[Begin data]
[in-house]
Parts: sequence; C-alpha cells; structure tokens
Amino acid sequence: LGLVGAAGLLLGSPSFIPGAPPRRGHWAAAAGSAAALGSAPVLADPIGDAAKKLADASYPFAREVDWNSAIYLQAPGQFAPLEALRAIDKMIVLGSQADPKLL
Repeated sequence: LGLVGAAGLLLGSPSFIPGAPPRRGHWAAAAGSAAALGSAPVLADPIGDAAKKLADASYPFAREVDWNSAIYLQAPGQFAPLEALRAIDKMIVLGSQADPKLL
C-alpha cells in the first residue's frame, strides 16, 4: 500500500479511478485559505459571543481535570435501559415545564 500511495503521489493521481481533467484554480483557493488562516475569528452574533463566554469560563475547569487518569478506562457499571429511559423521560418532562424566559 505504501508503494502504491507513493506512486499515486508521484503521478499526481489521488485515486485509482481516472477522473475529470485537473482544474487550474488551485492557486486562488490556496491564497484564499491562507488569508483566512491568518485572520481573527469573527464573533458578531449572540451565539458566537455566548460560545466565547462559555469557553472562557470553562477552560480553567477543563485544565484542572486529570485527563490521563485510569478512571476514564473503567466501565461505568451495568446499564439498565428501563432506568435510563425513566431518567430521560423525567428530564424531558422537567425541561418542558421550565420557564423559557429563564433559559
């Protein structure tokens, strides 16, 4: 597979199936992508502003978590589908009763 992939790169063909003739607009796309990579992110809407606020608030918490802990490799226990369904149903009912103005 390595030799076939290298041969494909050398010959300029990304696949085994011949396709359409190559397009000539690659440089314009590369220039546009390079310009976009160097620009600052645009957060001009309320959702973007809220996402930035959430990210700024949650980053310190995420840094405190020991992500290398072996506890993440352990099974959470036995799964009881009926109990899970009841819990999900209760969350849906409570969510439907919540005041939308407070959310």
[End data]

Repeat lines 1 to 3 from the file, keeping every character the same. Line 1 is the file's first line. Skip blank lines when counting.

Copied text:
[in-house]
Parts: sequence; C-alpha cells; structure tokens
Amino acid sequence: LGLVGAAGLLLGSPSFIPGAPPRRGHWAAAAGSAAALGSAPVLADPIGDAAKKLADASYPFAREVDWNSAIYLQAPGQFAPLEALRAIDKMIVLGSQADPKLL